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Qiang's blog

Tuning In

Submitted by Qiang on Thu, 02/13/2014 - 11:51pm

"Son of man, you live in the midst of the rebellious house, who have eyes to see but do not see, ears to hear but do not hear; for they are a rebellious house." ~Ezekiel 12:2 (New American Standard Bible)

Training Mistakes

Submitted by Qiang on Thu, 09/19/2013 - 11:05pm

Mistakes are part of the training process. Stumbling a bit while exploring beyond your comfort zone is par for the course. Recognizing the mistakes and correcting them is essential to make progress. I didn’t see my mistakes at the time (hindsight is 20/20). Looking back on my training, I’ve made plenty of mistakes that were obstacles to my progress. Here are a few of the bigger ones.

What a child can teach you about learning gongfu

Submitted by Qiang on Thu, 10/25/2012 - 11:43pm

Babies start their lives with very limited movement abilities, and yet they can learn to crawl and walk largely on their own. They focus their attention on themselves to wire up the neural pathways that allow them control their bodies and feel what their bodies can sense. Learning gong fu as an adult requires a similar sort of focused attention to develop the body control and awareness that will allow the skill to manifest. The mindful physical practice establishes the movement foundation that allows the art to be expressed.

Why I-Liq Chuan?

Submitted by Qiang on Thu, 06/28/2012 - 10:52pm

I haven’t given the question much thought in a while since I had already long since decided to focus on ILC.  But now that I teach as well as study the art, it is a question I have to answer with some regularity. After I was recently asked about the specific distinguishing characteristics of ILC, I finally sat down and revisited the question.

 

Squats, hip rhythm, and projecting

Submitted by Qiang on Tue, 03/13/2012 - 11:43pm

One of the things that I find painful to observe when I go to the gym is watching people do squats.  It’s a basic movement that gets butchered since our sedentary lifestyles have made us forget how to move from the hips.  Instead, what happens when people squat is mostly poorly coordinated movements starting from the knees.  Rather than try to explain this in text, I find that Kelly Starrett’s video post about squatting is easier to visualize:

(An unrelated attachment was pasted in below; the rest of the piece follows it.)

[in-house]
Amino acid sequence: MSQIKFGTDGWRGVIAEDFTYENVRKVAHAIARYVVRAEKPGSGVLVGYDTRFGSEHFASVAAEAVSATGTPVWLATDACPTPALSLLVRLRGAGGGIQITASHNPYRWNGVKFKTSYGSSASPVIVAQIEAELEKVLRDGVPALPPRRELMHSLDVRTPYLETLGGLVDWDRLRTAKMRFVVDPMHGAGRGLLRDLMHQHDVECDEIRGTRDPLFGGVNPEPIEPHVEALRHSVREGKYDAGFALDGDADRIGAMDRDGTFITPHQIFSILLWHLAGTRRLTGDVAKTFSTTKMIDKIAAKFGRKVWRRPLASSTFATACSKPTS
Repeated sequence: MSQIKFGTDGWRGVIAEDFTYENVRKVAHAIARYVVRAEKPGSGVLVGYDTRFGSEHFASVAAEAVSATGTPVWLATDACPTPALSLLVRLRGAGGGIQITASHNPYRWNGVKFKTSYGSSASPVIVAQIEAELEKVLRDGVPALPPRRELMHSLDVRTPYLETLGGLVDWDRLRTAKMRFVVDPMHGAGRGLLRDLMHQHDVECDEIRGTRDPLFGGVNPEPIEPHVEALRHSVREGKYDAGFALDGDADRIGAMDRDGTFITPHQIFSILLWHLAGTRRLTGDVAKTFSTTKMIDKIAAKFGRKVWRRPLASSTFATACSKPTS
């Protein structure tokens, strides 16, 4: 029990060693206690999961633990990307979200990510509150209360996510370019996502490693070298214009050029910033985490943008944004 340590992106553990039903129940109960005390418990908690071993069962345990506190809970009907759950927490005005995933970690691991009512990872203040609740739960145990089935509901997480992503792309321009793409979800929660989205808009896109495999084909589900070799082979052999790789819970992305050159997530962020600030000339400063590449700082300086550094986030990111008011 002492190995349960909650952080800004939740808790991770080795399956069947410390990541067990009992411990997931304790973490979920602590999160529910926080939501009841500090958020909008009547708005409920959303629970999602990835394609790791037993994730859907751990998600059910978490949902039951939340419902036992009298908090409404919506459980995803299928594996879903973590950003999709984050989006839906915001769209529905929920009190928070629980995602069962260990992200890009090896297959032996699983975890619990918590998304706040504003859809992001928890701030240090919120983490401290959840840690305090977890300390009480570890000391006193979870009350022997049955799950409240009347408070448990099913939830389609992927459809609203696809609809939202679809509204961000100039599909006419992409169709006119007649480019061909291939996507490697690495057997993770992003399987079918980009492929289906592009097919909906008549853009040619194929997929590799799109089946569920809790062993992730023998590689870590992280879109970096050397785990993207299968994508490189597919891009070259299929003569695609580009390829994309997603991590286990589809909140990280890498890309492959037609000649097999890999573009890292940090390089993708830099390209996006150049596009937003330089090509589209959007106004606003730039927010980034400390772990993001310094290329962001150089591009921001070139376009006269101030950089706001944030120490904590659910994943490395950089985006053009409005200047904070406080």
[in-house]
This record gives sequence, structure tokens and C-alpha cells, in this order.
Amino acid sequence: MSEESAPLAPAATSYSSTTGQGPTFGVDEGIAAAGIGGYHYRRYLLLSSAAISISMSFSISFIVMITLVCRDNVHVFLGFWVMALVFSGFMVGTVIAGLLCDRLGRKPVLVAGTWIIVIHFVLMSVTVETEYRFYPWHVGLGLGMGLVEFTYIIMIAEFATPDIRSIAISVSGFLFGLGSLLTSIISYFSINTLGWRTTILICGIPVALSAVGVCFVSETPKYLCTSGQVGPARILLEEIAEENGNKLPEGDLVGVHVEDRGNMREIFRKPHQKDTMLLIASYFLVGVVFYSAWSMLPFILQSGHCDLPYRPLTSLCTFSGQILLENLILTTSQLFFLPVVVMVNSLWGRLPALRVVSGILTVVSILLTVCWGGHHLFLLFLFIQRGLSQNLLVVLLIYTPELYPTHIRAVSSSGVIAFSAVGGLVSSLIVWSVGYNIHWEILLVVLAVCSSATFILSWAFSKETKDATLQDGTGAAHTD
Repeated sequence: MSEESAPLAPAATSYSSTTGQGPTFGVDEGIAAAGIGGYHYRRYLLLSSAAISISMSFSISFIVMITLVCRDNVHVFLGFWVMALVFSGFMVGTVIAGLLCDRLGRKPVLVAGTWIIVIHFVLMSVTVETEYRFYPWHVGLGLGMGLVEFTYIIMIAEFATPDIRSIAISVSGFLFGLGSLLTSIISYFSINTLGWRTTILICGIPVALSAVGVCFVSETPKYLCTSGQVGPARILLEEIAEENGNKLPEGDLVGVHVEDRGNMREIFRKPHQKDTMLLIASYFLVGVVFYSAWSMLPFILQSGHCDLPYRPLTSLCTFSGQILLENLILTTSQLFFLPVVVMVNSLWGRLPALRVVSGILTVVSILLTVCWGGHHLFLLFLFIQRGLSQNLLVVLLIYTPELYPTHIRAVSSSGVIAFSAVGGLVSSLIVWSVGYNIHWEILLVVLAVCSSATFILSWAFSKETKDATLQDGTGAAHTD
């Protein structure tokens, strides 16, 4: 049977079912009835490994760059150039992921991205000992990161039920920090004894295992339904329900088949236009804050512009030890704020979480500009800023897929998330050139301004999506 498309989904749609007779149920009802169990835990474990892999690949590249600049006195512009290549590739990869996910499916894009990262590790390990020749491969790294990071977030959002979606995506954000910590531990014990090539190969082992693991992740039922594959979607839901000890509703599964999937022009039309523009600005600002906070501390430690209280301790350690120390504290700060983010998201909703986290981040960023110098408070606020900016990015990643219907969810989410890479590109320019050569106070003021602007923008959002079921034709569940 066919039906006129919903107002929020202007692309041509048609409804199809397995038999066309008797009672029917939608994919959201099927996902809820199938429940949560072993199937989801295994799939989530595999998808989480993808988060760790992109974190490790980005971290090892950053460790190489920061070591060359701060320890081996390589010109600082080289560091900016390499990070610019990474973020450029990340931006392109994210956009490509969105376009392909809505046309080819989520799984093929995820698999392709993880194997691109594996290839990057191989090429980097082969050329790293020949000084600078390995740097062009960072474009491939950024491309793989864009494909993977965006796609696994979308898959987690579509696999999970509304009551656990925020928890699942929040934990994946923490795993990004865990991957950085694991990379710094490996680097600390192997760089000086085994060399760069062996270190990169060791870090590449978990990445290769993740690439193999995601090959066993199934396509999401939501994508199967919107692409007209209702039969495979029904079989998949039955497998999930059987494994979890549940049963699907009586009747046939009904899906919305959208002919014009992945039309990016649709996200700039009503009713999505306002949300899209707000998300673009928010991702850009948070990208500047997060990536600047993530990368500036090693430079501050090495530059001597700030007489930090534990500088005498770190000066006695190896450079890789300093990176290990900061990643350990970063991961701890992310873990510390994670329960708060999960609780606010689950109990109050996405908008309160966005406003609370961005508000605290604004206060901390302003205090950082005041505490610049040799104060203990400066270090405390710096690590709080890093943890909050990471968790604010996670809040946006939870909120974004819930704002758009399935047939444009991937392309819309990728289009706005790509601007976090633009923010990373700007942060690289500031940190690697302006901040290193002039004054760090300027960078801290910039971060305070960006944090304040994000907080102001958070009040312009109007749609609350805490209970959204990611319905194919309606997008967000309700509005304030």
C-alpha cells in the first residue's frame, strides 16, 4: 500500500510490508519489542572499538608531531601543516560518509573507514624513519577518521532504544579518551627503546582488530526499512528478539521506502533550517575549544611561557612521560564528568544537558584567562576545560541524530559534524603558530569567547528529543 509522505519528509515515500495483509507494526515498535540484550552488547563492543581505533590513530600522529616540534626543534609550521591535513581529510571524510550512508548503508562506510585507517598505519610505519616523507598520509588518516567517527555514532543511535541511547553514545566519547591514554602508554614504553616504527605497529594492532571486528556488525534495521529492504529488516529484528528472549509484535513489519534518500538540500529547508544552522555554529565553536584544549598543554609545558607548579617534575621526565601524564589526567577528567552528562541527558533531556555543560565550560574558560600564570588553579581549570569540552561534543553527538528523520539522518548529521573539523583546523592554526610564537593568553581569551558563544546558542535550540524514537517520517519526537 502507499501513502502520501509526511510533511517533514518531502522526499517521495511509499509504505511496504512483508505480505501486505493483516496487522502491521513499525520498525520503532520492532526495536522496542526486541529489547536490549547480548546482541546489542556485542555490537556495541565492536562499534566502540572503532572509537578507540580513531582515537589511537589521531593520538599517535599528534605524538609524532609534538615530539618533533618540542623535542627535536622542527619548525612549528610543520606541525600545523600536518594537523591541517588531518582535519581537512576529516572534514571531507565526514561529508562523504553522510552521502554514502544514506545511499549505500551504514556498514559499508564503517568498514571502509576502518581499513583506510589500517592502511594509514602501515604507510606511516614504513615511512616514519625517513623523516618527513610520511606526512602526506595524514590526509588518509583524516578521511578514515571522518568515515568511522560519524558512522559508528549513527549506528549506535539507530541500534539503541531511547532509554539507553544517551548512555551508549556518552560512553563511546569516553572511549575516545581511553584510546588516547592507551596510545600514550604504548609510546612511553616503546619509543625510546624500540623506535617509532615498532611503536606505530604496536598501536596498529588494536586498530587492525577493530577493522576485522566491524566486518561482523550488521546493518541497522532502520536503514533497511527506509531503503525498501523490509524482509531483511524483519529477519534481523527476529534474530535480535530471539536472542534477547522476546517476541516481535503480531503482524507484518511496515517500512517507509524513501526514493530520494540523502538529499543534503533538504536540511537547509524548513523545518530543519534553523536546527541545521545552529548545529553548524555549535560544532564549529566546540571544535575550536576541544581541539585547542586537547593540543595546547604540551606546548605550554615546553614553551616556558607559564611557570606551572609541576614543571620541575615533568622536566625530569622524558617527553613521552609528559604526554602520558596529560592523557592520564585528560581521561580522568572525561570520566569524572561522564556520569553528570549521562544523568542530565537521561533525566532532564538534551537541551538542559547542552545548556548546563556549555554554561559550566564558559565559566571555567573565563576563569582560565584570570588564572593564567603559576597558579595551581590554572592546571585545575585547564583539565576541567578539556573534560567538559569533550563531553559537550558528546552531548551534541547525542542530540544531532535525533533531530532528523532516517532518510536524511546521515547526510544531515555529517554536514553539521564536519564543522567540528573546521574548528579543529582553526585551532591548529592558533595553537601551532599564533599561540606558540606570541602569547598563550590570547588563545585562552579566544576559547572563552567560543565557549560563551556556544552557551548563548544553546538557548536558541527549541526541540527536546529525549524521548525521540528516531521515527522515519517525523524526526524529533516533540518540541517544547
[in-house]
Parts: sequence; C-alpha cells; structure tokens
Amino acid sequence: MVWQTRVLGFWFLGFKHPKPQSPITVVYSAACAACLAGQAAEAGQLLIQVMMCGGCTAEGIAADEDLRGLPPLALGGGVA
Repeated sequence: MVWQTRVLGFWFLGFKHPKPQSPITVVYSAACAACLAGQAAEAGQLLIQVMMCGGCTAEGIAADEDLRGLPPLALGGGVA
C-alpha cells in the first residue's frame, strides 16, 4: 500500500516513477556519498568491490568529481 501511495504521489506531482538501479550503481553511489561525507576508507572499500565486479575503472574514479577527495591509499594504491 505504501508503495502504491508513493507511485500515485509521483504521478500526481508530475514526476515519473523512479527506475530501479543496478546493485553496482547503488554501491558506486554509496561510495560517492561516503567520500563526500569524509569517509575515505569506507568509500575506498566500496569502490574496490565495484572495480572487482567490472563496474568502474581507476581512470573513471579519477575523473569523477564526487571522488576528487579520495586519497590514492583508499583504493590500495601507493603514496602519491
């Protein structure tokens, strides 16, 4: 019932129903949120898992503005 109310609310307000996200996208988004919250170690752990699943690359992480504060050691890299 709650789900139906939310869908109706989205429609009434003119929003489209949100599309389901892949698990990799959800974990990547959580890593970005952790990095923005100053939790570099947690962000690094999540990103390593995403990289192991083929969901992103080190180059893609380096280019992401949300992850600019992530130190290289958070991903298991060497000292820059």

Skill is not automatic

Submitted by Qiang on Fri, 09/16/2011 - 3:14am

Achieving proficiency in a martial art requires certain abilities.  However, the abilities themselves do not equate to high level proficiency.  To achieve mastery of an art requires developing skill.  Skill and ability are related concepts, but are distinct.  The difference between the two is subtle, and I have not always had the best explanation to distinguish them when I get into a discussion with others.  But after reading through Geoff Colvin's "Talent is Overrated," I see that the difference between the two can be succintly stated: skill is not automatic.

Physics of Fajin, Pt. 2

Submitted by Qiang on Fri, 09/09/2011 - 2:30am

You don’t have to be a rocket scientist to figure out fajin, but you might want to use a little rocket math to understand it. The force equation is a fundamental relationship for understanding how rockets get off the ground.  In the last blog post, we left off mentioning how we need acceleration to generate enough momentum over short distances.  For our purposes, we can use the force equation to analyze how it is possible to generate enough velocity and momentum for a short distance attack.

 

Physics of Fajin, Pt. 1

Submitted by Qiang on Thu, 09/01/2011 - 10:10pm

Being a science sort of guy, I like understanding mechanisms of how things work. Tying in concepts from biology, physics, and neuroscience into martial arts training is something I can totally geek out to. In my mind, demystifying martial arts esoterica using science is a good thing. However, science is sometimes used incorrectly to justify certain principles and phenomena  Fajin--the issuing of power--can be understood within the framework of sound science; it does not have to reside solely in the realm of qi, magic, superhuman abilities, or hand waved pseudo-science. 

Horizontal Control and the Four Strategies

Submitted by Qiang on Thu, 04/07/2011 - 10:33pm